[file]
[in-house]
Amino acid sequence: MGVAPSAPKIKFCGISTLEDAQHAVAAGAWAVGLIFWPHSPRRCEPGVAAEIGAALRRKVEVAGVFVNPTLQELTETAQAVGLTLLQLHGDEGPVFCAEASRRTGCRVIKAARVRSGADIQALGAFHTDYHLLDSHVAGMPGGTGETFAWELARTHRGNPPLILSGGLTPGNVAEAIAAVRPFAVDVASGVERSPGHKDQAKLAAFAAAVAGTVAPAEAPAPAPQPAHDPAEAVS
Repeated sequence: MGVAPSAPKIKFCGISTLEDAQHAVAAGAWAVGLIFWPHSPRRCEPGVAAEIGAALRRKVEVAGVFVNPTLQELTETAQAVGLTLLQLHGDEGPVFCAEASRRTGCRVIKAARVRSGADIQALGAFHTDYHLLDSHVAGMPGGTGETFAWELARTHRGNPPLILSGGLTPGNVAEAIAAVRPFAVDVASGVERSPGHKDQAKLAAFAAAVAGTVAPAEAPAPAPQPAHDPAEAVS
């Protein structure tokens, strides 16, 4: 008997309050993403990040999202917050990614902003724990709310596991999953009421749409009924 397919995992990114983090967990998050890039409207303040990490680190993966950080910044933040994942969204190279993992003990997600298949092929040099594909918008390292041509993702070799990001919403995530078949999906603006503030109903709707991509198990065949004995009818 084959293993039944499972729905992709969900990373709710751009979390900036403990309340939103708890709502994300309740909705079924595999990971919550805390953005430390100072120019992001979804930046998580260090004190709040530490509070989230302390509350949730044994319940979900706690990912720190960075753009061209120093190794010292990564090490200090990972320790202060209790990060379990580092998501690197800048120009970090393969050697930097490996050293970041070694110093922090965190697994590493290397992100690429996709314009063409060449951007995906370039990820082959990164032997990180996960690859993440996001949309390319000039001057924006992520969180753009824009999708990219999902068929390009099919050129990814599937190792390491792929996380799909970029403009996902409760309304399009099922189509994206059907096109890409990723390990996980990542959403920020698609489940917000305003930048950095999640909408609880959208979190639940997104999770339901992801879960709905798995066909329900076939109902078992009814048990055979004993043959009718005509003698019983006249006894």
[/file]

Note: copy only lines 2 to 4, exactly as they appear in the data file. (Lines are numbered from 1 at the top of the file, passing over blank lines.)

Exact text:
Amino acid sequence: MGVAPSAPKIKFCGISTLEDAQHAVAAGAWAVGLIFWPHSPRRCEPGVAAEIGAALRRKVEVAGVFVNPTLQELTETAQAVGLTLLQLHGDEGPVFCAEASRRTGCRVIKAARVRSGADIQALGAFHTDYHLLDSHVAGMPGGTGETFAWELARTHRGNPPLILSGGLTPGNVAEAIAAVRPFAVDVASGVERSPGHKDQAKLAAFAAAVAGTVAPAEAPAPAPQPAHDPAEAVS
Repeated sequence: MGVAPSAPKIKFCGISTLEDAQHAVAAGAWAVGLIFWPHSPRRCEPGVAAEIGAALRRKVEVAGVFVNPTLQELTETAQAVGLTLLQLHGDEGPVFCAEASRRTGCRVIKAARVRSGADIQALGAFHTDYHLLDSHVAGMPGGTGETFAWELARTHRGNPPLILSGGLTPGNVAEAIAAVRPFAVDVASGVERSPGHKDQAKLAAFAAAVAGTVAPAEAPAPAPQPAHDPAEAVS
């Protein structure tokens, strides 16, 4: 008997309050993403990040999202917050990614902003724990709310596991999953009421749409009924 397919995992990114983090967990998050890039409207303040990490680190993966950080910044933040994942969204190279993992003990997600298949092929040099594909918008390292041509993702070799990001919403995530078949999906603006503030109903709707991509198990065949004995009818 084959293993039944499972729905992709969900990373709710751009979390900036403990309340939103708890709502994300309740909705079924595999990971919550805390953005430390100072120019992001979804930046998580260090004190709040530490509070989230302390509350949730044994319940979900706690990912720190960075753009061209120093190794010292990564090490200090990972320790202060209790990060379990580092998501690197800048120009970090393969050697930097490996050293970041070694110093922090965190697994590493290397992100690429996709314009063409060449951007995906370039990820082959990164032997990180996960690859993440996001949309390319000039001057924006992520969180753009824009999708990219999902068929390009099919050129990814599937190792390491792929996380799909970029403009996902409760309304399009099922189509994206059907096109890409990723390990996980990542959403920020698609489940917000305003930048950095999640909408609880959208979190639940997104999770339901992801879960709905798995066909329900076939109902078992009814048990055979004993043959009718005509003698019983006249006894």